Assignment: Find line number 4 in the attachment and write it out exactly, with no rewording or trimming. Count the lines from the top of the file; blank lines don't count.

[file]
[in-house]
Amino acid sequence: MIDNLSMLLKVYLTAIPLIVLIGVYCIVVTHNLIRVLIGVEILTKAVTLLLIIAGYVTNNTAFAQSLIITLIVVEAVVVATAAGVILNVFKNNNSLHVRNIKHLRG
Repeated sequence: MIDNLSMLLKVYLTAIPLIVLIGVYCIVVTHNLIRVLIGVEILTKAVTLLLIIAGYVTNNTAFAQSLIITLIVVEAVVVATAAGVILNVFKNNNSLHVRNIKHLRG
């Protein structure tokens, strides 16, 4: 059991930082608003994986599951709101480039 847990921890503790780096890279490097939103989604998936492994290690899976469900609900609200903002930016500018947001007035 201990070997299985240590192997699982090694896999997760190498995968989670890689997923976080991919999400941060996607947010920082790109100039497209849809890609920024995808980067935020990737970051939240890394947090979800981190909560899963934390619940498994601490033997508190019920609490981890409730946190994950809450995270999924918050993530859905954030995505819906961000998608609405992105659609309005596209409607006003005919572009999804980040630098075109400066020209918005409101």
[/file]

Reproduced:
């Protein structure tokens, strides 16, 4: 059991930082608003994986599951709101480039 847990921890503790780096890279490097939103989604998936492994290690899976469900609900609200903002930016500018947001007035 201990070997299985240590192997699982090694896999997760190498995968989670890689997923976080991919999400941060996607947010920082790109100039497209849809890609920024995808980067935020990737970051939240890394947090979800981190909560899963934390619940498994601490033997508190019920609490981890409730946190994950809450995270999924918050993530859905954030995505819906961000998608609405992105659609309005596209409607006003005919572009999804980040630098075109400066020209918005409101």